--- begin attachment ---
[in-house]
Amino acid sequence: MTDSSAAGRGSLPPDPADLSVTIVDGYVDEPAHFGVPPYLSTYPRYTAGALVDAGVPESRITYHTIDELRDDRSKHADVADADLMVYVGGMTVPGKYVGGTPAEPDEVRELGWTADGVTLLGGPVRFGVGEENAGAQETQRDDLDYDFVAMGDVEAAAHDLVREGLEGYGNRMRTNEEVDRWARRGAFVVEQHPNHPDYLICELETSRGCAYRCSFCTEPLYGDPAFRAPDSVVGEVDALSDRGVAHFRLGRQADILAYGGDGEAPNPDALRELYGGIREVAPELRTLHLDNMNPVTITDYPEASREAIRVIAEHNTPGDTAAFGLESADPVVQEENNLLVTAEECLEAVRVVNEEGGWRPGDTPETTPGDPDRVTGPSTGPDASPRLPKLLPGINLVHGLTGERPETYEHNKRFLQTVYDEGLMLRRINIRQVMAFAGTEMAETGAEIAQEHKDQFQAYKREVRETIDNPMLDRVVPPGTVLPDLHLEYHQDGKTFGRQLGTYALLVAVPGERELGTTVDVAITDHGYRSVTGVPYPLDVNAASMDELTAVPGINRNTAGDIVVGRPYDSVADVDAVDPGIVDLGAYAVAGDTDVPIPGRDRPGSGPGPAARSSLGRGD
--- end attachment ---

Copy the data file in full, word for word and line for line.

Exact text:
[in-house]
Amino acid sequence: MTDSSAAGRGSLPPDPADLSVTIVDGYVDEPAHFGVPPYLSTYPRYTAGALVDAGVPESRITYHTIDELRDDRSKHADVADADLMVYVGGMTVPGKYVGGTPAEPDEVRELGWTADGVTLLGGPVRFGVGEENAGAQETQRDDLDYDFVAMGDVEAAAHDLVREGLEGYGNRMRTNEEVDRWARRGAFVVEQHPNHPDYLICELETSRGCAYRCSFCTEPLYGDPAFRAPDSVVGEVDALSDRGVAHFRLGRQADILAYGGDGEAPNPDALRELYGGIREVAPELRTLHLDNMNPVTITDYPEASREAIRVIAEHNTPGDTAAFGLESADPVVQEENNLLVTAEECLEAVRVVNEEGGWRPGDTPETTPGDPDRVTGPSTGPDASPRLPKLLPGINLVHGLTGERPETYEHNKRFLQTVYDEGLMLRRINIRQVMAFAGTEMAETGAEIAQEHKDQFQAYKREVRETIDNPMLDRVVPPGTVLPDLHLEYHQDGKTFGRQLGTYALLVAVPGERELGTTVDVAITDHGYRSVTGVPYPLDVNAASMDELTAVPGINRNTAGDIVVGRPYDSVADVDAVDPGIVDLGAYAVAGDTDVPIPGRDRPGSGPGPAARSSLGRGD